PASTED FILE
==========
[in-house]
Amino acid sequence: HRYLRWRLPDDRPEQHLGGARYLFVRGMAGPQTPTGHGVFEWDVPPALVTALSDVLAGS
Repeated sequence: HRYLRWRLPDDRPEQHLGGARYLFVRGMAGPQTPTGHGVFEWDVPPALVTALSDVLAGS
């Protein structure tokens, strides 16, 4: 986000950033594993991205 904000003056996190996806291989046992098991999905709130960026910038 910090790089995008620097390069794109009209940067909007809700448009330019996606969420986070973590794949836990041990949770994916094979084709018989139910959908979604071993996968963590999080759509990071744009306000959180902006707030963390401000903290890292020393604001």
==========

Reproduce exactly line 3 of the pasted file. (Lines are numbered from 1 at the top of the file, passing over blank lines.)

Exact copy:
Repeated sequence: HRYLRWRLPDDRPEQHLGGARYLFVRGMAGPQTPTGHGVFEWDVPPALVTALSDVLAGS